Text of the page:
Following up on a Supreme Court ruling, a circuit judge has ordered the Town of Harpers Ferry to count four provisional ballots that have been in dispute in the municipal election for more than a year.
Jefferson Circuit Judge Debra McLaughlin issued the order on Tuesday.
That means the votes of citizens Linda McCarty, George McCarty, Adam Hutton and Leah Howell will finally be counted following the June 11, 2019, election.
That, in turn, could sway the makeup of town council and affect a $139 million development project.
The four votes have been in limbo for a year.
The results were very close in the race for five town council seats:
Barbara Humes received 91 votes; Jay Premack, 87 votes; Hardwick Johnson, 85 votes; Christian Pechuekonis, 84 votes; Charlotte Thompson, 84 votes; Nancy Singleton Case, 82 votes; Deborah McGee, 81 votes; Marjorie Flynn Yost, 81 votes; and Leah Howell, 15 votes.
McGee, who lost by three votes, and Case, who lost by two votes, have been challenging the results based on four provisional ballots cast by voters.
The election mess began, lawyers for Case and McGee contended, because of an error that occurred when the four citizens registered to vote through the state Division of Motor Vehicles.
Somehow, the residents were registered with addresses on “West” Washington Street, which placed them in neighboring Bolivar, rather than the appropriate Washington Street in Harpers Ferry.
The Harpers Ferry Board of Canvassers first took a look at the ballots and declined to count them. Case and McGee then appealed to Harpers Ferry Town Council, serving as an election tribunal. That meant two of the incumbents who could lose their seats heard the appeal.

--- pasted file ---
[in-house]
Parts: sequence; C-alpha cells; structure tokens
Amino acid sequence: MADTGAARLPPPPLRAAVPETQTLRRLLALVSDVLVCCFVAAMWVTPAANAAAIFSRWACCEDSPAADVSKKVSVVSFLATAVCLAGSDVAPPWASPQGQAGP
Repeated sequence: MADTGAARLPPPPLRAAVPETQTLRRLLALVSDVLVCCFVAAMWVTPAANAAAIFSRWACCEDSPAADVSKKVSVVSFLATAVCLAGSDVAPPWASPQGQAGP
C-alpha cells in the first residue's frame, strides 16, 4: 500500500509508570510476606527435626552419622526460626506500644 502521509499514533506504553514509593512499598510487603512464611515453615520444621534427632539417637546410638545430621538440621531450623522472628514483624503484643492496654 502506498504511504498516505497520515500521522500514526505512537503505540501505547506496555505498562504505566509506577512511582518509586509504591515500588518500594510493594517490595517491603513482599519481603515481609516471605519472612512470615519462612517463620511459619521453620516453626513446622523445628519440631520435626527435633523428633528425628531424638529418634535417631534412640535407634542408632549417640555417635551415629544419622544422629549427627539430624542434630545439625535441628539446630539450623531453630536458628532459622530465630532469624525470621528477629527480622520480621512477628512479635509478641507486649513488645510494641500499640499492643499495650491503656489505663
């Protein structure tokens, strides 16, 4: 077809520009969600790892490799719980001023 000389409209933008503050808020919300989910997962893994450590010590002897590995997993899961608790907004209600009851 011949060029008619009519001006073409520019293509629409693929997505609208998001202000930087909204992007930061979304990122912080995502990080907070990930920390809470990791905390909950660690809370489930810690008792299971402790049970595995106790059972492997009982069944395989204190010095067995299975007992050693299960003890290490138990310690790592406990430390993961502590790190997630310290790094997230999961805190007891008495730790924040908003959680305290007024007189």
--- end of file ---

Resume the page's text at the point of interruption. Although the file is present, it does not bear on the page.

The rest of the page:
The Council voted to leave the disputed ballots uncounted, with the town recorder and a councilman dissenting and contending that the situation was being guided by “conflict of interest and political gaming.”
Hearing the original appeal, McLaughlin ruled last November that the four votes should be opened and counted. At the time, though, she ruled that Case didn’t have standing.
The case was appealed to the state Supreme Court, which agreed that the votes should be counted but reversed the judge on Case’s standing. The Supreme Court then remanded the case back to McLaughlin.
So the judge’s latest order underscores the recount and now gives Case the authority to officially participate in the challenge.
Both Case and McGee are viewed as in favor of expediting the Hill Top House project, a longstanding hotel development that has divided the community.
The developers of Hill Top House have said the town of Harpers Ferry hasn’t been a trustworthy partner, in part because the election remained unsettled.
Members of the town’s current governing majority have said they want to see the project go forward under a zoning overlay district established in 2017 — but they contend the developers of the property want to go beyond that.
Four votes cast last year could now determine what happens next.